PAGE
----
Wheat field Australia

The wheat market has started the New Year as it finished it. International tenders are still being dominated by cheap Black Sea supplies and there’s a lack of any real bull-ish drivers to take over. Any bullish event is quickly assessed for the potential to be an immediate threat or something to watch later. If the latter, it is immediately dismissed. So apart from providing some short-term volatility, the bulls are lacking any bite.

Case in point.  The Red Sea has become a source of focus for global markets.  Houthi rebels based out of Yemen are making life difficult for merchant vessels in the world’s busiest shipping lane. This has resulted in some shipping lines having to go the long way around the Cape of Good Hope instead of the shortcut through the Suez Canal linking the Red Sea and the Mediterranean. This is adding considerable time and cost to traders who are not prepared to take the risk.  This has the potential to upset the trade in everything from crude oil to containers, grains, and oilseeds. But it hasn’t really moved the needle in grain markets simply because it is not a clear and present danger. Yet.

 

I suspect we are going to have to get used to this market behaviour for the next couple of months.  The fact is, the Northern Hemisphere is in the grip of winter without too many issues being reported.  The US winter wheat crop, while dormant, has reasonable moisture under it and is well protected by snow.  Russian winter wheat areas received some valuable moisture in December and have good snow cover.  Perhaps the one area that bears watching is Western Europe. Flooding during seeding and crop establishment has caused issues. Rabobank reports that the winter wheat area may be reduced by 11% in France.  This area however could still be replaced by spring-sown cereals or oilseeds.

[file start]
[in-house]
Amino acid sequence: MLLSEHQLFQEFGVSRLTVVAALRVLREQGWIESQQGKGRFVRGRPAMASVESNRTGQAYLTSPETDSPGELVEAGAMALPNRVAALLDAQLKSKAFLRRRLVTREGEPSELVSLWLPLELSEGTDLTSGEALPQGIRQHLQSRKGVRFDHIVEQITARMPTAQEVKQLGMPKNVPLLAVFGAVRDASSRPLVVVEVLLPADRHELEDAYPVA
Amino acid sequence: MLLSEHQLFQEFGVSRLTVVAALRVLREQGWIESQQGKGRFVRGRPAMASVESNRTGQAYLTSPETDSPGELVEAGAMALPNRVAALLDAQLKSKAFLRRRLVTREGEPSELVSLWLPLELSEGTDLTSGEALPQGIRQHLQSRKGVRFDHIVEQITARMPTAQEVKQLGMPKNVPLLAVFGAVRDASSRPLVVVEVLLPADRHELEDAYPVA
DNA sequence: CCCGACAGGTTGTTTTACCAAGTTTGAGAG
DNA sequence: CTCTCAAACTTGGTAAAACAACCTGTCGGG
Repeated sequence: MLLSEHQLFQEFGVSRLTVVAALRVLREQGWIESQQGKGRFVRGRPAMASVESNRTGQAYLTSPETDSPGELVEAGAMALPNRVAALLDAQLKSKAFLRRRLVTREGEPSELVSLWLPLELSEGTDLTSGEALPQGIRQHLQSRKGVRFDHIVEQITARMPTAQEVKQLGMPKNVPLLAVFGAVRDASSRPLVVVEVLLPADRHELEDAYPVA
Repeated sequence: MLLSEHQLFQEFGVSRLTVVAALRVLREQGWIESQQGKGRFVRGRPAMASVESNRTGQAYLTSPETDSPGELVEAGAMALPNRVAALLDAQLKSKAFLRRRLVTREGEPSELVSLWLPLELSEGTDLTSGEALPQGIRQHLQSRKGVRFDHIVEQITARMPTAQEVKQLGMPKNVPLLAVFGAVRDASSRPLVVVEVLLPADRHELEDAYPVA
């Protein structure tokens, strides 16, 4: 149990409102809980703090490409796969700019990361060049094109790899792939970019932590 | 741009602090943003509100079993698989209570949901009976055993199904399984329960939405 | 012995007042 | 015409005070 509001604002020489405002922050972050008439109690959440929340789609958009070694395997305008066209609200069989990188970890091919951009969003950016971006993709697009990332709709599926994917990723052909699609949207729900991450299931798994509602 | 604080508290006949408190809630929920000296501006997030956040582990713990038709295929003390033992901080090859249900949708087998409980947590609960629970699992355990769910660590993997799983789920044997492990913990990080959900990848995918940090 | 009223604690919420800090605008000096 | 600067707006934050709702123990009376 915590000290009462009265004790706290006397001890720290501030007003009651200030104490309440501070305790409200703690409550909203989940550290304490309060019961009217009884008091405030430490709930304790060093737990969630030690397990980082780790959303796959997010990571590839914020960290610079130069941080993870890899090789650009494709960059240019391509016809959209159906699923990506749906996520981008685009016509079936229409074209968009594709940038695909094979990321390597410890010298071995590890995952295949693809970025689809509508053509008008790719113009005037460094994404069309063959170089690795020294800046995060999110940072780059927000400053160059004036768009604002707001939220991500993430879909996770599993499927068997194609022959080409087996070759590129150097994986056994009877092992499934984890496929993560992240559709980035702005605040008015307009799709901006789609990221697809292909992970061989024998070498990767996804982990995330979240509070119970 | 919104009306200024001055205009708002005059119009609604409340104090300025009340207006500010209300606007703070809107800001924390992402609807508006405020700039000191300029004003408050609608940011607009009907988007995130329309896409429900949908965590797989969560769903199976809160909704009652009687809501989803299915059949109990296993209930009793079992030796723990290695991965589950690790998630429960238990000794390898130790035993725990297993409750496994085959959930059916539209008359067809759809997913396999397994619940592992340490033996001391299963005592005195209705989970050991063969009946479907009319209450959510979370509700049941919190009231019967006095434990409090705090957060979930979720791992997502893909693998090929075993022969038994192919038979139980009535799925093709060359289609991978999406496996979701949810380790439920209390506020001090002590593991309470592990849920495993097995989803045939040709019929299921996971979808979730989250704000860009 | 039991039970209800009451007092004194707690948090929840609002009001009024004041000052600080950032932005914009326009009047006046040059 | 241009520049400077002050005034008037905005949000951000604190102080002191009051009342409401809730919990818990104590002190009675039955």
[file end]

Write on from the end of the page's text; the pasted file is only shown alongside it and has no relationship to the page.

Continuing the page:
Look for the Northern Hemisphere spring as the time the market shakes off this slumber.  We will be assessing crop conditions and sowing intentions for any hint of deviation away from normal.

Next week

Tonight the USDA releases their January update. The trade has hedged their bets by having a wide range of production estimates particularly for South American soy and corn. The one area of conjecture will be the US winter wheat area. Last year, the USDA surprised by in-creasing the sown area well above expectations. Do they adjust lower this year or surprise again to the high side? The January report rarely moves the market too much, but the USDA does like to throw the odd curve ball.

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Data sources: Reuters, Dartboard Comm’s Rabobank, Next Level Grain Marketing, Mecardo

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